A Commercial or Business Auto Policy (BAP) is designed to provide auto insurance protection for autos owned by a business and used for the operations of the business. It is usually written as a stand-alone policy but may be included as part of a Commercial Package Policy (CPP). There are many similarities in coverage descriptions to a Personal Auto Policy but that is where the similarity stops. A Personal Auto policy is not designed to protect a business, or vehicles operated by employees, or vehicles with advertising, towing trailers, equipped with special equipment used in business or extend protection to a business entity for the use of “hired” or “non-owned” used for or on behalf of the business.
If you’re wondering whether or not you need a Personal Auto or Commercial Auto Policy you can read more here.
A Business Auto Insurance Policy is designed to protect your business and your employees while operating business owned vehicles. The use of the vehicles can be business only or a combination of business and personal use. To properly protect your business, a BAP can be structured in various ways:
For businesses in the “Auto Sales & Service” sector, a BAP can be tailored to protect the unique exposures centered around these services.
This coverage is designed to provide for the operations and protect property of those in the business of transporting goods, materials or commodities for another organization.
A BAP can be structured to cover a broad or very narrow range of exposures depending on the needs of the business and choices of the named insured.
Coverage can be automatically extended to protect certain owned trailers, mobile equipment and even temporary substitute vehicles.
Under a BAP there are generally three categories of those who are protected:
- Named Insured and listed operators – These have the broadest range of coverage and are granted liability protection based on the policy.
- Permissive users – This is very restrictive under the BAP, A good rule to follow is that all operators of business owned vehicles must be listed on the policy.
- Those held vicariously liable – A vicarious insured is one who is held liable for the conduct of an “insured”. For example, a company that has been hired by the named insured to temporarily provide services on their behalf.
The pressures of protecting your business as well as the source of many employees and coworkers livelihood, forces the consideration of proper liability coverage. Liability limits as well as excess liability (or an umbrella) should be considered to ensure assistance when a financial crisis arises. The size of the vehicles also may require increased coverage. Federal Regulations and many States where the vehicles may travel could require special limits and filings be made in order to allow operation on their roads. This is typically based upon Gross Vehicle Weight (GVW) of the vehicle and any attached trailer and goods being transported.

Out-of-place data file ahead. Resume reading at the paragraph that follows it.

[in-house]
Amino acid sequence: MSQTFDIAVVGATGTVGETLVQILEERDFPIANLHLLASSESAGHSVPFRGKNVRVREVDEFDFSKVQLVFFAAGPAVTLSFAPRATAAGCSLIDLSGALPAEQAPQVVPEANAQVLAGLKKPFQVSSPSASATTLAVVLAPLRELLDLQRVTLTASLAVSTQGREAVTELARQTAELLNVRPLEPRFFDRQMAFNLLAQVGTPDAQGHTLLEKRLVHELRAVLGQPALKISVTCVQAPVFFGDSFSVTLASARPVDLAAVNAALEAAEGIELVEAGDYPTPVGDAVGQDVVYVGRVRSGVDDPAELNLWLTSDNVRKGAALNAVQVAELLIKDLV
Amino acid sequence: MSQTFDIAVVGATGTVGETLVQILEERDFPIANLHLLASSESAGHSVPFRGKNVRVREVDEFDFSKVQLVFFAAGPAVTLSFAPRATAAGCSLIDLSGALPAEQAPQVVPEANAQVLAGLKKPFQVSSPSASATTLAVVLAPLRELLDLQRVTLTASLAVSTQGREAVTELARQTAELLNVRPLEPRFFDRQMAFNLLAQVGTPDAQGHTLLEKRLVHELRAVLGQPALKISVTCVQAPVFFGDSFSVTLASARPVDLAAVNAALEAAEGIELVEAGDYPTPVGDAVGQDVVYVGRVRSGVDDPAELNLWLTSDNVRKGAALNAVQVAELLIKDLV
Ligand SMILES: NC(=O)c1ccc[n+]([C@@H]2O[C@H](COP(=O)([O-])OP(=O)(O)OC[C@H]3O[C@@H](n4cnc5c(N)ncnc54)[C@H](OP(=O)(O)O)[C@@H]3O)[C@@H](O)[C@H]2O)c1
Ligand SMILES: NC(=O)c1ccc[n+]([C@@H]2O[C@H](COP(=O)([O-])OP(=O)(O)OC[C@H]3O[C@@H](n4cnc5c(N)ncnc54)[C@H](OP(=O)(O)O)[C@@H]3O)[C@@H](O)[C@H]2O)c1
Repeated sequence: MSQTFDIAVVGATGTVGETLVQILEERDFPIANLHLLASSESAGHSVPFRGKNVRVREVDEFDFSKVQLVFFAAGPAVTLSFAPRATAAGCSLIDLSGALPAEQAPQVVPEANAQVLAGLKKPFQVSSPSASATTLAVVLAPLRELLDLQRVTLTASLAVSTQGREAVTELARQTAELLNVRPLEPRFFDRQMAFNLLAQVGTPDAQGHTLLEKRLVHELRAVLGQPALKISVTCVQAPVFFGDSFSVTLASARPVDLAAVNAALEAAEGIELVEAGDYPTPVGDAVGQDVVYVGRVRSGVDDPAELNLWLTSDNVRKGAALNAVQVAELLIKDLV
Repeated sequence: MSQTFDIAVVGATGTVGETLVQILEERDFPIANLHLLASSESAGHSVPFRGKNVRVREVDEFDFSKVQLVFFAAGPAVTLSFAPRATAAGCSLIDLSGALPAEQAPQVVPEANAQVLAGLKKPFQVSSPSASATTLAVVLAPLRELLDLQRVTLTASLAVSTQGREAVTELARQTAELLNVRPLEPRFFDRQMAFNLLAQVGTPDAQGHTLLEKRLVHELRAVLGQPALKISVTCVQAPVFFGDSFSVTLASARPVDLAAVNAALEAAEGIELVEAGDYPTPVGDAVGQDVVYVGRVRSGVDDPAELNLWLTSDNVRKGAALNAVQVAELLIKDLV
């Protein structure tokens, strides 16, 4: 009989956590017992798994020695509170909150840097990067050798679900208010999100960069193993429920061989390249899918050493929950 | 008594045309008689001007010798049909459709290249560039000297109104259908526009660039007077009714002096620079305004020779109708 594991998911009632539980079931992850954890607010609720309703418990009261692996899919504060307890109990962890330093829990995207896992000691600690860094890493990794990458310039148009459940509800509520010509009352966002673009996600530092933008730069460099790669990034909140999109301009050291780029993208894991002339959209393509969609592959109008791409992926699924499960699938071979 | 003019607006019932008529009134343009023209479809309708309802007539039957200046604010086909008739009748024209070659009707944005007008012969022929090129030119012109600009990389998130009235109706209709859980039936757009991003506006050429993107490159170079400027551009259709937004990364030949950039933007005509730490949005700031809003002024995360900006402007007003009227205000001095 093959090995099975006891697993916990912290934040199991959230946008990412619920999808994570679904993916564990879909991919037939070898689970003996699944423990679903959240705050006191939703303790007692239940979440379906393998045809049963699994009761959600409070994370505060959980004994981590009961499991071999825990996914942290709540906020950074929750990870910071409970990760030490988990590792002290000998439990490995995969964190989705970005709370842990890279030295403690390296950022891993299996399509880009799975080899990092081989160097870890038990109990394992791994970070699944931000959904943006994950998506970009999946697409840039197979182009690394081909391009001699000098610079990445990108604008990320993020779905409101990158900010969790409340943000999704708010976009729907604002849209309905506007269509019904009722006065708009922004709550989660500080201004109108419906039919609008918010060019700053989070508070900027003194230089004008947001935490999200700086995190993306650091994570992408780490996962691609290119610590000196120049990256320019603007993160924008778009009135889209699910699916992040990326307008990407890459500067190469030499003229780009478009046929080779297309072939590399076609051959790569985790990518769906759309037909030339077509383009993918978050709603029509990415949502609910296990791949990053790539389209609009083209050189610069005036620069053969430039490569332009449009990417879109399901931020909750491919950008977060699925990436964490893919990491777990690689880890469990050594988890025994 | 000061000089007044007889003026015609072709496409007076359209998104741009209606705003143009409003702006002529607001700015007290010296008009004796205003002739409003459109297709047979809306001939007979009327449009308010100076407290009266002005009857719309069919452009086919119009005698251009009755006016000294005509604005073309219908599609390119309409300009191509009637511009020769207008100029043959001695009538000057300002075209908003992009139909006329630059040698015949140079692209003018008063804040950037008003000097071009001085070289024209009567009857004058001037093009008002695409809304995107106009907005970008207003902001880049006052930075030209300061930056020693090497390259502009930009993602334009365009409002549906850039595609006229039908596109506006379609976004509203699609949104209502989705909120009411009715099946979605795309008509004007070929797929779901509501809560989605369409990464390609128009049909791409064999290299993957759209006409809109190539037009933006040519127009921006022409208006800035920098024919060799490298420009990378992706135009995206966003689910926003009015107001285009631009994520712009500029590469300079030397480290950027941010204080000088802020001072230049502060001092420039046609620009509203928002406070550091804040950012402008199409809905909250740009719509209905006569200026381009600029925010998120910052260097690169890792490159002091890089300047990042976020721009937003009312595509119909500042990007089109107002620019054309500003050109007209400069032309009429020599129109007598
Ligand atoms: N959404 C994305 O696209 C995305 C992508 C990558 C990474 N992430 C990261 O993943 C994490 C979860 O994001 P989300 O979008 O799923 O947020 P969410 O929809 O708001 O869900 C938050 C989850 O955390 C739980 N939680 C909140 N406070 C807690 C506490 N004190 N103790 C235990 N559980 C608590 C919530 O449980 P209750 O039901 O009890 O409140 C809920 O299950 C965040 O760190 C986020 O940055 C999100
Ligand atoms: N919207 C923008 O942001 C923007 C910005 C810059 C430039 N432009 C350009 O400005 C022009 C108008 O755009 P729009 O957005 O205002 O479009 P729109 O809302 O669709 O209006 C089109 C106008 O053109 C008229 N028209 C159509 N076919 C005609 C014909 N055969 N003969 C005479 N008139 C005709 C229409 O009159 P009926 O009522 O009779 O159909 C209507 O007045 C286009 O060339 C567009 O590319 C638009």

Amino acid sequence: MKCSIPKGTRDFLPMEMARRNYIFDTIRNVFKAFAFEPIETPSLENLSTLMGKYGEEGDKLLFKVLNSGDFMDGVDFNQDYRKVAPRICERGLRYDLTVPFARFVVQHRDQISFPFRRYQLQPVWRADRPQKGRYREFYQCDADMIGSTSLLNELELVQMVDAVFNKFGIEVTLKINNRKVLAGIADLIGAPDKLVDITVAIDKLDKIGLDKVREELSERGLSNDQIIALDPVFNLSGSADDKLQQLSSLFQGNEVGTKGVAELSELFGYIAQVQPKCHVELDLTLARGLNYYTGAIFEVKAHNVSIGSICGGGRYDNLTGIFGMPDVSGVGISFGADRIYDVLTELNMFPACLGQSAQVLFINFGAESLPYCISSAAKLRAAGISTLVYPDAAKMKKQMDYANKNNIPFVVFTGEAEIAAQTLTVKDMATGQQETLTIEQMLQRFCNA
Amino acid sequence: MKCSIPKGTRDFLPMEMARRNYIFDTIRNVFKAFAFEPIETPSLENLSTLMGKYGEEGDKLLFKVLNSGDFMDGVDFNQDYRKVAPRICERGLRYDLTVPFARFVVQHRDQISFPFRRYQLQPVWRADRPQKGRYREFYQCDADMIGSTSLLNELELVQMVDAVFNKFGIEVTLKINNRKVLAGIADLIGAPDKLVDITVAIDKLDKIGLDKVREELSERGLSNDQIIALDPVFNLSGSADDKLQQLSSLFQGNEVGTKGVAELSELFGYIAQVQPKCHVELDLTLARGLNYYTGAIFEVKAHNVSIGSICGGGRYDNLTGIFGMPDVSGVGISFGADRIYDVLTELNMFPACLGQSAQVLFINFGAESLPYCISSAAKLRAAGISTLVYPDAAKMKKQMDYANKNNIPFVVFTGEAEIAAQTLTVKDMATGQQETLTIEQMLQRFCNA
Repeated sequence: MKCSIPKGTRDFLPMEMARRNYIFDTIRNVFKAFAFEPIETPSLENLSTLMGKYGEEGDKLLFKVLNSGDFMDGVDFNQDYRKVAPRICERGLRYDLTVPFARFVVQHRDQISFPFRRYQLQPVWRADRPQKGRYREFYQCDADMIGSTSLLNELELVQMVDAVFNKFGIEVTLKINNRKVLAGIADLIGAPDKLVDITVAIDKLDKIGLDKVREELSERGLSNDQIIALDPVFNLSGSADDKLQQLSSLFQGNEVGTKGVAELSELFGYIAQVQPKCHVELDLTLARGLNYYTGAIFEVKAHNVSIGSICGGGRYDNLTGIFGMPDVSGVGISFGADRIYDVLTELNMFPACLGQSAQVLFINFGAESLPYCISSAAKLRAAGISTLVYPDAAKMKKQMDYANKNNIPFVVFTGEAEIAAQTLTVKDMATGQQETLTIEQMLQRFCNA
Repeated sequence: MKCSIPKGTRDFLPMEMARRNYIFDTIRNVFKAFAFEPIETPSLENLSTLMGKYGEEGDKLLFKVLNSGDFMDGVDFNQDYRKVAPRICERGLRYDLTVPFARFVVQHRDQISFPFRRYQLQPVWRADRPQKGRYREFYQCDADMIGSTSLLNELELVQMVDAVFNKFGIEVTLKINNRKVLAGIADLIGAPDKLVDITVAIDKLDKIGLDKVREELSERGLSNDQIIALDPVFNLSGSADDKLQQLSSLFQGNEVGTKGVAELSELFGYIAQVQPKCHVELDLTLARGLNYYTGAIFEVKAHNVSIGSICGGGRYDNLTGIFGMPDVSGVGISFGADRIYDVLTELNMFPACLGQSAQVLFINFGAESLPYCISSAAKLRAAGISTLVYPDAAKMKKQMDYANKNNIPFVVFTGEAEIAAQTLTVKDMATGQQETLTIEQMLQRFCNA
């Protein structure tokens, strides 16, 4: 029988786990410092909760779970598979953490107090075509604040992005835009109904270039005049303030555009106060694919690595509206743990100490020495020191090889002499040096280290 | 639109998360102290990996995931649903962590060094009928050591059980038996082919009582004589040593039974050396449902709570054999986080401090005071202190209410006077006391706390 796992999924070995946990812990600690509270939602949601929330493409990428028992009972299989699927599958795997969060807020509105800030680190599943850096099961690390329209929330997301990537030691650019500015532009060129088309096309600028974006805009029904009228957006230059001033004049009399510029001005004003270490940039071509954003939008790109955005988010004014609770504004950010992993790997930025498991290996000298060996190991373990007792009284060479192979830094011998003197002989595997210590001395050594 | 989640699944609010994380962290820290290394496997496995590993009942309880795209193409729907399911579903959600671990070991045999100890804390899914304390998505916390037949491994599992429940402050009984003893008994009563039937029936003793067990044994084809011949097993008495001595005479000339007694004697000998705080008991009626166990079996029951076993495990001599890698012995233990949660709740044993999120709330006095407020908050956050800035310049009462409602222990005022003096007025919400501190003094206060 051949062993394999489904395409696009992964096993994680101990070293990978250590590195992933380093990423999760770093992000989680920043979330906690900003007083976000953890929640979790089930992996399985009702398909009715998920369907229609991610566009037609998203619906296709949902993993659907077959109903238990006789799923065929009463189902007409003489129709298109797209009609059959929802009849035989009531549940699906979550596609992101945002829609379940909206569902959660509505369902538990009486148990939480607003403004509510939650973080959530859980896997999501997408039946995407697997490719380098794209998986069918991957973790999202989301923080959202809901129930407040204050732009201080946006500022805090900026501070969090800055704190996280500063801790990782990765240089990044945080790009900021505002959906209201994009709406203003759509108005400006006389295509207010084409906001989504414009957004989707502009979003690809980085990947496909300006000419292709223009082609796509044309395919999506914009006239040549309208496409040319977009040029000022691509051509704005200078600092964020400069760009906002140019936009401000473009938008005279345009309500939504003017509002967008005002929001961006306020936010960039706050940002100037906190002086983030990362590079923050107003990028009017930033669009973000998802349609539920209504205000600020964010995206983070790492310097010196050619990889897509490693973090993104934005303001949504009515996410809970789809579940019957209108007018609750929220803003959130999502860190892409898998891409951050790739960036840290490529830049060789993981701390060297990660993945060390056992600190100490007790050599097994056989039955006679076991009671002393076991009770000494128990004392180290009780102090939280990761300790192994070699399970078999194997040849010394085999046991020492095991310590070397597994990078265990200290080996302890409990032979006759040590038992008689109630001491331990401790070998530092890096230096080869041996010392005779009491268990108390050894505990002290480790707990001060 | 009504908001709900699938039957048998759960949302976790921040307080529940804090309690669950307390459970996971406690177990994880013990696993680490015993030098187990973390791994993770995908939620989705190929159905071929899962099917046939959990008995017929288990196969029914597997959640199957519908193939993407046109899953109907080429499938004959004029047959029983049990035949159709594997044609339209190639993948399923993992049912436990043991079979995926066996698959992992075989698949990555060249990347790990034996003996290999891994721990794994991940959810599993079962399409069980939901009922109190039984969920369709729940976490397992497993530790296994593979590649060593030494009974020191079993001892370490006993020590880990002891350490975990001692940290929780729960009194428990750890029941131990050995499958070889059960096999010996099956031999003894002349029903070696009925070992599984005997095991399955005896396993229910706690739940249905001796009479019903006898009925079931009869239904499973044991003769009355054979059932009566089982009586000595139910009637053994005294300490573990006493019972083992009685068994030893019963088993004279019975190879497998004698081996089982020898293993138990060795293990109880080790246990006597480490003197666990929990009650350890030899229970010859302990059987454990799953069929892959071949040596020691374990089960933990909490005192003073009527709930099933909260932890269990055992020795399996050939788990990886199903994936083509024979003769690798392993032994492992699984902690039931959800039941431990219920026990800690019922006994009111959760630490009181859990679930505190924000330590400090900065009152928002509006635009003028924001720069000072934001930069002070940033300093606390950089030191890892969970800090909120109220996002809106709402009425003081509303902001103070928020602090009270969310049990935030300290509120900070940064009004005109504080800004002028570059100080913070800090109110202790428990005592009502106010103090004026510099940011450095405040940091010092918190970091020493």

Physical Damage to Vehicles
Physical Damage in a BAP is similar to a Personal policy form in that it provides for coverage to the listed vehicles. Coverage can be for the vehicle and any added special equipment and is dependent on the original cost new, current value or agreed upon value.
And again, similar to the Personal Auto Policy, actual cash value is typically the basis for coverage unless another value is agreed upon and specified in the policy.
As with almost all insurance, a BAP can be structured in a number of ways with a multitude of options based on your business and how you use your vehicles. We can protect everything from a single car to a fleet of vehicles, and address your specialized needs like cargo coverage or custom attached equipment.
Contact one of our Florida licensed experts today and let us prepare a customized proposal for you. We understand what is needed to properly protect your business so you can focus on what you do best.